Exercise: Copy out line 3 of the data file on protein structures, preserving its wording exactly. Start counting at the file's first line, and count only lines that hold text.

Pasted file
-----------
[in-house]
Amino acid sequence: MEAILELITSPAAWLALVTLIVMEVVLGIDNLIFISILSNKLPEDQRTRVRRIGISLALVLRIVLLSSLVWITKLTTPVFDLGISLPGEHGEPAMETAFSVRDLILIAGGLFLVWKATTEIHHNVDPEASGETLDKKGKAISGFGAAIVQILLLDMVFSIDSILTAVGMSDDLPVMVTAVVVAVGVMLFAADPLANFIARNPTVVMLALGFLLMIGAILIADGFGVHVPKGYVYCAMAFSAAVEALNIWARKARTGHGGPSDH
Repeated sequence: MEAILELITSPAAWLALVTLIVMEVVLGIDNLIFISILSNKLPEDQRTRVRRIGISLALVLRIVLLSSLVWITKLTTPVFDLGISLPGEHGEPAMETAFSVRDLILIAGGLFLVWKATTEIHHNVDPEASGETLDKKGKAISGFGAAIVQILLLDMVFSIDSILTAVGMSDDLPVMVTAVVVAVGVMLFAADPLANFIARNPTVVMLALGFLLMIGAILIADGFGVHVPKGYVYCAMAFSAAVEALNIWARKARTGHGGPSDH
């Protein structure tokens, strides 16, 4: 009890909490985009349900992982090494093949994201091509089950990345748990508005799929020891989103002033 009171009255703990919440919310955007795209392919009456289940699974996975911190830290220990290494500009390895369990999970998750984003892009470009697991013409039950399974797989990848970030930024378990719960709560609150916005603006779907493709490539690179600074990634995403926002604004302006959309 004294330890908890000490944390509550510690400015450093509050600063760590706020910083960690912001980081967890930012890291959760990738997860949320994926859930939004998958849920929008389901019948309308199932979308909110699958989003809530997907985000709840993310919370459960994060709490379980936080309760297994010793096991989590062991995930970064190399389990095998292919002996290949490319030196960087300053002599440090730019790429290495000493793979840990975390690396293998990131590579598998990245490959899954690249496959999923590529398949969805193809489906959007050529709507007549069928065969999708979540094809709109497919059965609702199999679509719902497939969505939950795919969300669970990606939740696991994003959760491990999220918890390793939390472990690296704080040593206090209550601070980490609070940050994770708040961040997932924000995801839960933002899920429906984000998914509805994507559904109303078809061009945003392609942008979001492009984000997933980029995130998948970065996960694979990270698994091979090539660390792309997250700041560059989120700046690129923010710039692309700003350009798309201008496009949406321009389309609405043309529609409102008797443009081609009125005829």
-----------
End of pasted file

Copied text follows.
Repeated sequence: MEAILELITSPAAWLALVTLIVMEVVLGIDNLIFISILSNKLPEDQRTRVRRIGISLALVLRIVLLSSLVWITKLTTPVFDLGISLPGEHGEPAMETAFSVRDLILIAGGLFLVWKATTEIHHNVDPEASGETLDKKGKAISGFGAAIVQILLLDMVFSIDSILTAVGMSDDLPVMVTAVVVAVGVMLFAADPLANFIARNPTVVMLALGFLLMIGAILIADGFGVHVPKGYVYCAMAFSAAVEALNIWARKARTGHGGPSDH